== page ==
Fixed-wheel bikes – better known as ‘fixies’ – seem to be getting more and more popular by the day.
Previously only really seen on the banked tracks of the velodrome or with the odd bike courier, these days it feels rare to walk past a hipster café or college housing block without a convoy of brightly colored fixies locked up outside.
For cyclists who aren’t familiar with them, all the buzz around fixies probably leaves you wondering: What is a fixie bike, and why do so many people choose to ride them?
To help you separate fixie fact from fiction, we’ll be walking you through:
- What Is A Fixie Bike?
- The Pros And Cons Of Fixie Bikes
- Why Are Fixie Bikes Always Used For Track Cycling?
- What’s The Difference Between A Fixie And A Single Speed Bike?
Ready to get the lowdown on the fixie frenzy?
Let’s jump in!
What Is A Fixie Bike?
Put simply, this means that fixie bikes can only move when the pedals move: the rotation of the rear wheel is locked to the rotation of the pedals.
This has several effects.
The most obvious is that – as the lack of a freewheel mechanism would suggest – the bike can no longer freewheel.
(For readers who are new to cycling, the freewheel mechanism is the component that allows the rear wheel to turn faster than the pedals. It’s what lets you keep the pedals still while the bike carries on rolling.)
Another key difference between fixies and conventional bikes is that the pedals of a fixie can also be used to brake.
Because the spinning of the rear wheel is directly linked to the turning of the pedals, pushing back against the pedals acts as a stopping force on the rear wheel.
Because of this, it’s not unusual for a fixie to be fitted with only a front brake, or even no brakes at all!
By extension, it’s also possible to cycle backward on a fixie, which isn’t the case on any bike with a freewheel mechanism. You’ll often see fixies with straps or other fastenings attached to the pedals to give the rider more control over the bike’s movement.
Finally, fixie bikes have only one front chainring and one rear cog, meaning the rider only has a single gear to cycle with. This also makes the drivetrain much simpler, as there is no need for derailleurs, gear levers and cables, pulley wheels, or complex cassettes and chainsets.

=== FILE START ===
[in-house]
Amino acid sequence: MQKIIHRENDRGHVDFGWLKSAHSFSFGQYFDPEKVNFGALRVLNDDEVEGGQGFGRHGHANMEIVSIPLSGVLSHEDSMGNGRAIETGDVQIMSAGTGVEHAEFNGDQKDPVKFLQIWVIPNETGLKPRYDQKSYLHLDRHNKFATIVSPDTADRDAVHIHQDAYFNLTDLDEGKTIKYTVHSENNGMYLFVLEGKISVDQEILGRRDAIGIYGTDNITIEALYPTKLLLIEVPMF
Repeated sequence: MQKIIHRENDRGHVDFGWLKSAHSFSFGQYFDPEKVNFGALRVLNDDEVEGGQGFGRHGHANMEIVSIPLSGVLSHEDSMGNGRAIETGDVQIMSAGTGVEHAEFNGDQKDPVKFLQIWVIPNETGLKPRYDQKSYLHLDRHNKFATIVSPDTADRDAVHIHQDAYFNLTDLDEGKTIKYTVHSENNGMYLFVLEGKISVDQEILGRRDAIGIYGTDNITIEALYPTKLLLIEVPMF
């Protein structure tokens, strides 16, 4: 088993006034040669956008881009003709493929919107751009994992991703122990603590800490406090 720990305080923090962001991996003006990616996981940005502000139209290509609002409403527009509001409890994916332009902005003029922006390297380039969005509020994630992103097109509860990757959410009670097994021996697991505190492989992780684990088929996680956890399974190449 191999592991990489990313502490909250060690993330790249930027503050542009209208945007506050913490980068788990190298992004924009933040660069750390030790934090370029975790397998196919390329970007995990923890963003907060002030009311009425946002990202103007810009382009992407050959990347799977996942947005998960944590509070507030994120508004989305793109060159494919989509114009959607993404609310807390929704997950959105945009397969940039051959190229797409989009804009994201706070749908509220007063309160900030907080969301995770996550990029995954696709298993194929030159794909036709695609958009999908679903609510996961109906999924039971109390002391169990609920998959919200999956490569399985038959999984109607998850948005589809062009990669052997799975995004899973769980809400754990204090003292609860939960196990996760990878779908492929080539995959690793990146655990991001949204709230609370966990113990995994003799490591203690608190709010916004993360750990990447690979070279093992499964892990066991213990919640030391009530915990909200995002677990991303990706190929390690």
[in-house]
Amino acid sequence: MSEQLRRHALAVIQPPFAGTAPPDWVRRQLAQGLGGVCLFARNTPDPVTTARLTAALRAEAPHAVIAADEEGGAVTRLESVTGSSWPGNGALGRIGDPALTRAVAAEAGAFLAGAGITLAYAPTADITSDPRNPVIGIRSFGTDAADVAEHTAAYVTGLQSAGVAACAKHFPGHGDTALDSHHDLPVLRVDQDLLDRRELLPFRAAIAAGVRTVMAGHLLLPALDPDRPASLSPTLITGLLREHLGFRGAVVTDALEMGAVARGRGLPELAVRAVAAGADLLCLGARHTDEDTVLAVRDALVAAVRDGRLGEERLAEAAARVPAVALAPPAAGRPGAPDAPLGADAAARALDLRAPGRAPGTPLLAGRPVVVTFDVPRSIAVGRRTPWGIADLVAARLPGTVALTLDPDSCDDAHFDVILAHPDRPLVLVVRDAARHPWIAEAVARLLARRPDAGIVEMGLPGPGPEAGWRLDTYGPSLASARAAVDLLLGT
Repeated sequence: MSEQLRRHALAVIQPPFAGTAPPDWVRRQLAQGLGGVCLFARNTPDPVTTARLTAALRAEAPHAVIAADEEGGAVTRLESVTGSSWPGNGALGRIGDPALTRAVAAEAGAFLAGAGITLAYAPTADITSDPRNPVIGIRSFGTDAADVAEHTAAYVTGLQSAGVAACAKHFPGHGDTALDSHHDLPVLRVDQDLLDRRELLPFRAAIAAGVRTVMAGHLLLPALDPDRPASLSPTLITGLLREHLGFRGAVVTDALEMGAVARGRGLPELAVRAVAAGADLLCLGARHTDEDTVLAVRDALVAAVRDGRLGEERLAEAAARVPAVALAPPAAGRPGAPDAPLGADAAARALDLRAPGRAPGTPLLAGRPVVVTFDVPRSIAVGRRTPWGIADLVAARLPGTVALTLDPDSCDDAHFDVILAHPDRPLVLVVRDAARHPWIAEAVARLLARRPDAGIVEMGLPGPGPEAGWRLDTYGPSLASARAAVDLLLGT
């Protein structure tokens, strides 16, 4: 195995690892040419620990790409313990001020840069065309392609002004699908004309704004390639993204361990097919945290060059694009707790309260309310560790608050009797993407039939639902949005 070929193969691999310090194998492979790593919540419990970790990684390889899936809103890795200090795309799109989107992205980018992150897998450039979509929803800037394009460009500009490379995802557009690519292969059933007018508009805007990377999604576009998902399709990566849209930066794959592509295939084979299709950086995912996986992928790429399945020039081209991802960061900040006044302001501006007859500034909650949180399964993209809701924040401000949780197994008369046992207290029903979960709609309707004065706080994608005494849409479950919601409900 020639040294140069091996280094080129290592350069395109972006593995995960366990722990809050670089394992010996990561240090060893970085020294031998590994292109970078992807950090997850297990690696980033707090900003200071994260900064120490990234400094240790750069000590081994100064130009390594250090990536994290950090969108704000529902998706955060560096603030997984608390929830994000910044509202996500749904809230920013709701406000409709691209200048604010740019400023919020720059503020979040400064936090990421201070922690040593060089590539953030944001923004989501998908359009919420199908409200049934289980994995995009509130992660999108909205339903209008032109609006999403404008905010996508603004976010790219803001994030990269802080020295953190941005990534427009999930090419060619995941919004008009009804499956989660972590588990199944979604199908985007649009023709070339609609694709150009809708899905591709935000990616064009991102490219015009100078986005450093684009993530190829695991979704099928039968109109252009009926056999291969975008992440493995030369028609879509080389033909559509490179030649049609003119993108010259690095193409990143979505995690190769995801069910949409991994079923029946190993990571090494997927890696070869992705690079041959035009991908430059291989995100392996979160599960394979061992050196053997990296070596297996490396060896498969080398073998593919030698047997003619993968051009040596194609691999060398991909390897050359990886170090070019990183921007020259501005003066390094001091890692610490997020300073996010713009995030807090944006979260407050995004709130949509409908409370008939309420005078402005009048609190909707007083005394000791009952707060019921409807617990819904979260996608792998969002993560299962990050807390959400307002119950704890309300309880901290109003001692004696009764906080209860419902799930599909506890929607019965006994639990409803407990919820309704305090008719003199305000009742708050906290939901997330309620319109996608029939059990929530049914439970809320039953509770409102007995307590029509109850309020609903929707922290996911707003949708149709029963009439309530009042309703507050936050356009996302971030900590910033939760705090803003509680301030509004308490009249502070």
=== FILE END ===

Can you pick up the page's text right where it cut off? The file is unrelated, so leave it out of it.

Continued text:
The Pros And Cons Of Fixie Bikes
The simplicity of a fixie bike is the key to their popularity.
With so few mechanical parts, fixies need very little maintenance. Keeping the chain well oiled (and replacing it when the wear begins to show) is just about the only regular care required to keep a fixie rolling!
Fixies are incredibly efficient. The use of a single gear allows for a shorter chain and the absence of derailleurs, and all the other mechanisms required to shift gears. Each of these parts creates a minute amount of resistance – but added together, removing them makes a noticeable difference.
Fixie bikes give the rider more control than a conventional bike. The ability to fine-tune movements – even edging backward when needed – makes them very nimble, and perfect for gridlocked city traffic. This is a large part of why they’re so popular with bike couriers in New York, London, and many other of the world’s biggest urban centers.
The simplicity of the drivetrain helps keep fixie bikes ultra-light. This also contributes to keeping them nimble when weaving through traffic, while also making them easy to carry into houses or up and down stairs for urban riders.
Another appeal of fixies is that they give your legs a more varied and balanced workout than a conventional bike. This is because you also have to push and pull on the pedals in the opposite direction to slow the bike, activating muscles that you wouldn’t normally use when cycling.
Finally, there’s one undeniable truth that attracts a lot of cyclists to fixie bikes: they look awesome. Whether it’s the simplicity of the design or the fact that a lot of them started life as track bikes back in the 70s and 80s, there’s a certain aesthetic and aura around fixies that’s hard to shake!
We’ll start with the obvious issue: hills. If you’re trying to ride up a steep incline the single gear means you’ll have to work hard just to keep the bike moving, while picking up speed on a downhill will have your legs whirling like a yo-yo. If you’re riding anywhere other than a relatively flat urban environment, fixies can be downright inconvenient.